In mid-1918, the Post and Telegraph (P & T) Department had to cut services to the public because it had lost so many experienced staff to the army. When the war came to an unexpectedly quick end that November, the process of reintegrating men into civilian life — including, for many, a return to their old jobs — got under way.
postal service, sinai campaign, palestine campaign, and World War I
In early 1916 the Mounted Brigade Signal Troop, which had served on Gallipoli, joined the rest of the New Zealand Mounted Rifles Brigade in a new Australian and New Zealand Mounted Division. This division was part of the British army's Egyptian Expeditionary Force, formed to take the fight to the Ottoman Turks in Sinai and Palestine (part of the...
postal service, WW1, western front, sinai campaign, palestine campaign, and World War I
In April 1916, the recently formed New Zealand Division was transported by troopship across the Mediterranean from the Egyptian port of Alexandria to Marseille in the south of France. For the remaining 2½ years of the war, the division was to be one of more than 50 in the British Expeditionary Force (BEF) on the Western Front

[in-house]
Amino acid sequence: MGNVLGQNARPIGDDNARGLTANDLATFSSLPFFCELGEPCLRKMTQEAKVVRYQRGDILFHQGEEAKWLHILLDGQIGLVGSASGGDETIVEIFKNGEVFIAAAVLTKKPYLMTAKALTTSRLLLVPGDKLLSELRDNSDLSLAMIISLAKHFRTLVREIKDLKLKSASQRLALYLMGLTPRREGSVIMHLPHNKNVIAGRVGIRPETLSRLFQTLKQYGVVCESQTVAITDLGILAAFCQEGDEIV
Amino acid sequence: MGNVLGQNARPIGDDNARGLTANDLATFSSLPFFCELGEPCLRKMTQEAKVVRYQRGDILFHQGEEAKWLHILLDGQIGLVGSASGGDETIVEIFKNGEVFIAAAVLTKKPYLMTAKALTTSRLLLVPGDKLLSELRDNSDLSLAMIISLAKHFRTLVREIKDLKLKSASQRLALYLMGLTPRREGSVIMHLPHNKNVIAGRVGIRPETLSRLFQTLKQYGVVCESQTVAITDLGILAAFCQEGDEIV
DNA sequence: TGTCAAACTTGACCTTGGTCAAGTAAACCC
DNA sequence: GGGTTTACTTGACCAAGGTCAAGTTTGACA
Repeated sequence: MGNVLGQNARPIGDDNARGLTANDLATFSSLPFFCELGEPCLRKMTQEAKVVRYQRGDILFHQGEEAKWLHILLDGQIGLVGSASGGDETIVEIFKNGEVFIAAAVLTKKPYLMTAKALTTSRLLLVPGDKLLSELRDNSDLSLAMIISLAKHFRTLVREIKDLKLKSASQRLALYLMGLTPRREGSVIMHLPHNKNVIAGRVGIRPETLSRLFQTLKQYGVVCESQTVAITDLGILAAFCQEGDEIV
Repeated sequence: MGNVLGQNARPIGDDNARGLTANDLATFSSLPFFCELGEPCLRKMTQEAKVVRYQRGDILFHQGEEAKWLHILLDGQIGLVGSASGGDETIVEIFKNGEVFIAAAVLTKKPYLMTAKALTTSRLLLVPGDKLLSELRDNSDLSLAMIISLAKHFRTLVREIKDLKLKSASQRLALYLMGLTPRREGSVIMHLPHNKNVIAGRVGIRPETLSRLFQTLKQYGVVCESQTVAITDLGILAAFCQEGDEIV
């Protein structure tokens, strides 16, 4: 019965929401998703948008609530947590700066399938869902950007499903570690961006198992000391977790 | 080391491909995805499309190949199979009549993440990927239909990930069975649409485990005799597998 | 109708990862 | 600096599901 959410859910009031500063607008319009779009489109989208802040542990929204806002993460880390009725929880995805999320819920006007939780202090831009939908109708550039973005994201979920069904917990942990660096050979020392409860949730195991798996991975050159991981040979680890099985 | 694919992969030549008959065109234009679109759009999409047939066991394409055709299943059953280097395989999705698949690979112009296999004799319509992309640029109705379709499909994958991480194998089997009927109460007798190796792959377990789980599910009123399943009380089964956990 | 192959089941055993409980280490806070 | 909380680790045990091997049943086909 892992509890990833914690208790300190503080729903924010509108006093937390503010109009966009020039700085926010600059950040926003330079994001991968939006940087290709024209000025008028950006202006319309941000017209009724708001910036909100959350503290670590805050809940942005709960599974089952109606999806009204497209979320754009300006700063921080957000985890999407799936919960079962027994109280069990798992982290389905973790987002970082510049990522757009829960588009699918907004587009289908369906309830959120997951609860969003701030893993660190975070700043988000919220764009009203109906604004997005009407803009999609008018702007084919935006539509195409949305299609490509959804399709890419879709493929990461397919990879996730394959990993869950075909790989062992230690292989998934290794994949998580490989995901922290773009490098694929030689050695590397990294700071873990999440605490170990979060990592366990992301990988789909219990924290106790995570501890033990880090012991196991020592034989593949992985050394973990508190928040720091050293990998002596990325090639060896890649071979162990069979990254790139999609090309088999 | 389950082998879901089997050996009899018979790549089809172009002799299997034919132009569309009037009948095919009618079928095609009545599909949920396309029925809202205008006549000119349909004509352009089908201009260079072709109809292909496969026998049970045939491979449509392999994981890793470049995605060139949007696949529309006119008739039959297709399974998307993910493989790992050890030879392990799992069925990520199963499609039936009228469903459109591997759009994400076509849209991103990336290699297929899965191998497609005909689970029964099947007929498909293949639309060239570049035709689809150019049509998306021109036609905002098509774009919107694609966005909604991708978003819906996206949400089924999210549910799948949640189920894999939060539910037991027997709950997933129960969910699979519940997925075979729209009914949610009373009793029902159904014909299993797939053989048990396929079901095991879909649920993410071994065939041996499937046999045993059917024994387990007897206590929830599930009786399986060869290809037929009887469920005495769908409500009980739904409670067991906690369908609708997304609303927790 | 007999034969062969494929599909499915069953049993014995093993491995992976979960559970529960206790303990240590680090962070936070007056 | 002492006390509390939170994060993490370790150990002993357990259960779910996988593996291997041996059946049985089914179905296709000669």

postal service, WW1 home front, WW1, and World War I
These obituaries were published in the journal of the Post and Telegraph Officers' Association, The Katipo, between 1916 and 1919. We've listed them in alphabetical order, with each man's full name, a link to his record on Auckland Museum's Cenotaph database, and a transcript of the obituary notice. Note that Peter Clarke is not listed on the Po...
The New Zealand Postal Corps section managed postal services for New Zealand military personnel from the outset of the war, and maintained field postal officers at divisional and brigade headquarters. From mid-1916 it had one section attached to the NZEF’s London headquarters, and another attached to the New Zealand administrative headquarters i...